It is perhaps a sign of these credit-crunchy times that, for me at least, 2008 was not quite as chock-full of Michelin starred, multi-course blowouts as 2007. And when I did occasionally push the boat out, results were mixed to say the least. Under the "disappointing and expensive" category are Texture, Quo Vadis, St John, Le Bouchon Breton and Andaman, all of which managed to present a bill of at least £70 a head and serve food which although not exactly bad came far short of being value for money. Only one fine dining restaurant - The Square, in Mayfair - do I consider worthy of the stratospheric prices they charge, and I hope to goodness that they steer a course through the tricky economic waters of 2009 as I intend to visit again as soon as my bank balance allows it. As for the others, well, we may be about to see a kind of culinary Darwinism at work. I would keep a close eye on some of those names above and see how many are here in twelve months time.
But I am not going to make The Square my Restaurant of the Year. Yes, it's served three of the best meals I've ever eaten, with dishes so perfectly judged in terms of presentation and taste that they can scarcely be bettered in the country, but at £100 a head that's exactly what you'd expect. Likewise Hawksmoor, which dishes out beautifully cooked steaks and wonderful cocktails and has become almost a second home for me in the last few months, but again you would damn well hope so too at £30 a plate, plus extra for chips. The Square and Hawksmoor have hit just the right point on the value for money graph and I'm quite happy for them, but perhaps a truly great restaurant needs something more - not just an ability to meet expectations but smash them into a billion pieces, and not just once or occasionally but again and again and again. And with that in mind, there could only ever really be one winner.
I have in the past moaned about the queues at Tayyab's, even going so far as to suggest an alternative to the daily scrum on Fieldgate Street. The crowds start congregating around 6pm, and by 7:30 or so they snake around the inside of the restaurant, past the sweet counter and back again and sometimes even out into the street, hundreds strong, day after day. And if you have to ask what restaurant in the world can possibly deserve this kind of fanatical devotion, then you haven't eaten there. Juicy, spicy seekh kebabs; sizzling hot platters of bright red lamb chops coated in addictive tandoori spicing that stain your hands for hours afterwards; masala fish which manages to be crispy on the outside and fluffy and moist inside, the robust spicing never overpowering the tilapia meat itself; and dry meat - oh, the dry meat. A heavenly concoction of spices and stock, reduced for so long it's become almost a concentrated meat purée, and yet containing chunks of miraculously tender lamb, the Tayyab's dry meat is a monumental achievement. It is also, as far as I am aware, unique to this restaurant.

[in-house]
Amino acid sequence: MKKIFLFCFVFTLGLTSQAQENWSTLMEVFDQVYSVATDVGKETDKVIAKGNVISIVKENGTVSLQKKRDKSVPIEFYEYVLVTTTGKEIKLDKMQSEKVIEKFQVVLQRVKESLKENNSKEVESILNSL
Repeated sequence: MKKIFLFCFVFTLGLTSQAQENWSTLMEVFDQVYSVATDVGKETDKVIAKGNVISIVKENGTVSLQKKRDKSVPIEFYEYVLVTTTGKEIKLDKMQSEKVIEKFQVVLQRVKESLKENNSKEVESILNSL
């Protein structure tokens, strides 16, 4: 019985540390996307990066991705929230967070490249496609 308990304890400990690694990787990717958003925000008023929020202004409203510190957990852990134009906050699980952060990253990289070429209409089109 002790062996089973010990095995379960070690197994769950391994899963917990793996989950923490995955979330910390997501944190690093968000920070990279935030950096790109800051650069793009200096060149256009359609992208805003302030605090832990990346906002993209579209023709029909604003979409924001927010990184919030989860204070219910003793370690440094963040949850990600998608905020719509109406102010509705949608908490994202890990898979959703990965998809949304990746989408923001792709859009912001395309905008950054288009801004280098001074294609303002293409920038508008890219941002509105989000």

One of Tayyabs' biggest fans, and this is saying something for a restaurant whose Facebook 'Appreciation Group' has over 1,000 members, is Gavin Baxter, who has been a regular since far before it became trendy amongst bandwagon-jumping foodies such as myself. Along with other members of the Opinionated About Forums he was an early advocate of the then still relatively unknown Pakistani grill house and was there for the ride as it expanded from a tiny canteen in an old newsagents to the former pub next door and subsequent fame and glory. Gavin signs off his OA forum posts with a quote from Benjamin Franklin on beer; it also struck me as an appropriate final word on my 2008 Restaurant of the Year, with one small alteration:
"Tayyab's is living proof that God loves us and wants us to be happy"
Looking forward to 2009, there are no prizes of any kind for guessing what I'm expecting this year's highlight to be. I'm afraid there are no available spaces for the trip to El Bulli in September, but rest assured I will write it all up in as much detail as circumstances allow, and I'll be thinking of everyone who didn't win the email lottery as I tuck into my spherical olives. I also promise to not be too smug and keep going on about it.
So, final "thank you"s to Simon Majumdar for mentioning me in the Times Online, to Niamh of Eat Like A Girl and Trusted Places, Helen of FoodStories, Lizzie of Hollow Legs, Charles and Joel of Tipped, Andy Hayler, Silverbrow and of course to everyone else following Cheese and Biscuits in such frankly baffling numbers. I hope you find enough here to entertain you in the year ahead. Cheers, and have a Melón con jamón on me: